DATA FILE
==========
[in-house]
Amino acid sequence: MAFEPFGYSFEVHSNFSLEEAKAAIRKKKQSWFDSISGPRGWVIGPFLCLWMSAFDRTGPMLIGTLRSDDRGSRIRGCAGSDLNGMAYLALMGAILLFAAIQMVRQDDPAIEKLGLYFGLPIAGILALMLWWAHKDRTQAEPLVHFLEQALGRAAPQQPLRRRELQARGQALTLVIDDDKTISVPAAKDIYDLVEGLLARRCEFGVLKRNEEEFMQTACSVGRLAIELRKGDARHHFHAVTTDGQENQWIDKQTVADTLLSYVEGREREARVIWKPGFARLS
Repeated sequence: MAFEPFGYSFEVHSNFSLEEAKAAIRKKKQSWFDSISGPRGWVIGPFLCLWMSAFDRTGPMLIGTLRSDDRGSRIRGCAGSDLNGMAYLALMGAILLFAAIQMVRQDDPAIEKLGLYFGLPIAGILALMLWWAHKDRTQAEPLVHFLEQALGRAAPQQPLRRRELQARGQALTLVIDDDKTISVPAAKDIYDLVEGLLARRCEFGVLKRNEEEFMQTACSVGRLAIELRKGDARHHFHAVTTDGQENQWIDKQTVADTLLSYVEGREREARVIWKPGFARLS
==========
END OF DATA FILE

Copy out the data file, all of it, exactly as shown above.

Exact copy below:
[in-house]
Amino acid sequence: MAFEPFGYSFEVHSNFSLEEAKAAIRKKKQSWFDSISGPRGWVIGPFLCLWMSAFDRTGPMLIGTLRSDDRGSRIRGCAGSDLNGMAYLALMGAILLFAAIQMVRQDDPAIEKLGLYFGLPIAGILALMLWWAHKDRTQAEPLVHFLEQALGRAAPQQPLRRRELQARGQALTLVIDDDKTISVPAAKDIYDLVEGLLARRCEFGVLKRNEEEFMQTACSVGRLAIELRKGDARHHFHAVTTDGQENQWIDKQTVADTLLSYVEGREREARVIWKPGFARLS
Repeated sequence: MAFEPFGYSFEVHSNFSLEEAKAAIRKKKQSWFDSISGPRGWVIGPFLCLWMSAFDRTGPMLIGTLRSDDRGSRIRGCAGSDLNGMAYLALMGAILLFAAIQMVRQDDPAIEKLGLYFGLPIAGILALMLWWAHKDRTQAEPLVHFLEQALGRAAPQQPLRRRELQARGQALTLVIDDDKTISVPAAKDIYDLVEGLLARRCEFGVLKRNEEEFMQTACSVGRLAIELRKGDARHHFHAVTTDGQENQWIDKQTVADTLLSYVEGREREARVIWKPGFARLS